“Tristram Shandy was a post-modern classic written before there was any modernism to be post about…” blusters actor Steve Coogan, as he tries to explain the enduring appeal—and confusion—of Lawrence Sterne’s eighteenth-century novel that twists its own narrative at every opportunity. Coogan is playing a comic version of himself in Michael Winterbottom’s clever, meta adaptation of what would seem to be an unadaptable book about learning in the eighteenth century; Lawrence Sterne’s novel famously lifts passages from other books from the period without acknowledgement and then loops back on itself to comment on its collage qualities. Tristram Shandy: A Cock and Bull Story is all about the impossibility of filming such an intertextual, digressive story, and thus in its meta-reflection, it illuminates larger themes of originality, textuality, adaptation, performance, and narrative. “Postmodern Enlightenment” takes Coogan’s anachronism as a starting place to consider 20th- and 21st-century pieces of art (novels, films, and other media events) that revise or adapt texts from the Enlightenment period as a means of exploring major concerns of postmodern culture: mediation, intertextuality, technology, authorial presence or erasure, cooptation, and strategies of critique.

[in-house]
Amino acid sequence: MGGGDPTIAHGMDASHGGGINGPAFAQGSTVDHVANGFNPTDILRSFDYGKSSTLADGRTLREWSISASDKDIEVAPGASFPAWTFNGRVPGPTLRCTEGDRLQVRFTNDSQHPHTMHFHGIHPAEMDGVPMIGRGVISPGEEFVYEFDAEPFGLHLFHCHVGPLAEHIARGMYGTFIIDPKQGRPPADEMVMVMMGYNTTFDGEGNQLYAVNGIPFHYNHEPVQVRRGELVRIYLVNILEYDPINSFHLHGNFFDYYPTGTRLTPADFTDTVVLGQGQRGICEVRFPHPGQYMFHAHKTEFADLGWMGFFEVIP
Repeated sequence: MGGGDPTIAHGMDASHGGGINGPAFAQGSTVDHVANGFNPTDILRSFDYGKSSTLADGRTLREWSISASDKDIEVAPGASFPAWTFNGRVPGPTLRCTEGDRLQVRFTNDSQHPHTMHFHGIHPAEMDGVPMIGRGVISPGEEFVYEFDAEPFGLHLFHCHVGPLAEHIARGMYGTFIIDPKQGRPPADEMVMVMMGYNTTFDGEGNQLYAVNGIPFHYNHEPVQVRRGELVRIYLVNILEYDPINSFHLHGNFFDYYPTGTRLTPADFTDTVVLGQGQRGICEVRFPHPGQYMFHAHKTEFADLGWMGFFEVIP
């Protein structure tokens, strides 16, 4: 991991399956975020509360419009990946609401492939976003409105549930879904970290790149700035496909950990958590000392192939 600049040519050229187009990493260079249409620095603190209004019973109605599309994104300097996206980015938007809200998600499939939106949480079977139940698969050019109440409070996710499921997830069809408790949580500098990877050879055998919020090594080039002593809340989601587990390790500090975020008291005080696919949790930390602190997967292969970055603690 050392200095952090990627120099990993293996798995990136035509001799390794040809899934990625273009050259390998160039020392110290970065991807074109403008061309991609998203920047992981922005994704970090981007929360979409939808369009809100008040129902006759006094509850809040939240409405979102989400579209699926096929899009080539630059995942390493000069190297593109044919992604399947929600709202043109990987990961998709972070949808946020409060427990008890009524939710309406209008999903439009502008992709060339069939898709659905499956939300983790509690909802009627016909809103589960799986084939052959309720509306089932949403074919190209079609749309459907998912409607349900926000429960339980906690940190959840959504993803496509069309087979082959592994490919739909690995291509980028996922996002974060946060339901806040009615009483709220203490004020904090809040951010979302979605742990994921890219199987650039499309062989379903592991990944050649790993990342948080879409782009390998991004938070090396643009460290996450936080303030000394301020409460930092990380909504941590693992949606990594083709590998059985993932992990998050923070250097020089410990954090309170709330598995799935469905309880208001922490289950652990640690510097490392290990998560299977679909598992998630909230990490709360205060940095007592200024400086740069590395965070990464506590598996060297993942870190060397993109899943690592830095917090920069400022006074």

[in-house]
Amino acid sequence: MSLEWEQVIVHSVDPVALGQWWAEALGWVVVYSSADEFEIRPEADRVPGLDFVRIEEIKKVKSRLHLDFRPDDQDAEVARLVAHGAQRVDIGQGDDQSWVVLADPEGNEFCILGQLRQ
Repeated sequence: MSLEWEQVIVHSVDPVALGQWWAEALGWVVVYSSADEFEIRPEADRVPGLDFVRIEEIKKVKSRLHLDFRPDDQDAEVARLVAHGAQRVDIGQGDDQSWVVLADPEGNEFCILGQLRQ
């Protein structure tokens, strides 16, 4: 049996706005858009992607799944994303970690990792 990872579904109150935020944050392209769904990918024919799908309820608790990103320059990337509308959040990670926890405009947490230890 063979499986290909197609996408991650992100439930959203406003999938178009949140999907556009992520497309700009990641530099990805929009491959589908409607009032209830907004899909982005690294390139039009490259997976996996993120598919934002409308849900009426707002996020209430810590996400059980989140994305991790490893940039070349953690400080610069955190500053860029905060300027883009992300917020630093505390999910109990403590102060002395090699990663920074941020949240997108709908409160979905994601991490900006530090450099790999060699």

We will read such novels as John Barth's The Sot-weed Factor, Thomas Pynchon's Mason & Dixon, J.M. Coetzee's Foe, John Edgar Wideman's Cattle Killing, Allen Kurzweil's A Case of Curiosities, James Morrow’s The Last Witchfinder, Erica Jong’s Fanny, Jenny Davidson’s Heredity, and Lawrence Norfolk's Lempriere's Dictionary; short stories by Angela Barrett, Shelley Jackson, and Lydia Davis; and such films as Winterbottom’s Tristram Shandy and Milos Forman’s Amadeus. We will be reading some theoretical works by Immanuel Kant, Michel Foucault, Jurgen Habermas, and Donna Haraway in conjunction with these texts—with the main goal of considering how theoretical texts themselves function as stories about the Enlightenment that have their own intertextual and performative qualities. Students do not need to have read this theoretical material in other classes; anyone interested should bring a sense of curiosity about how we know what we know, and how we can play with those questions of learning and creating as readers and literary critics.
Course requirements: Two 4-5pp. short essays, a midterm exam (passage identifications and three brief responses), a 10-minute dialogue class presentation with another student, and an 8-10pp. final essay.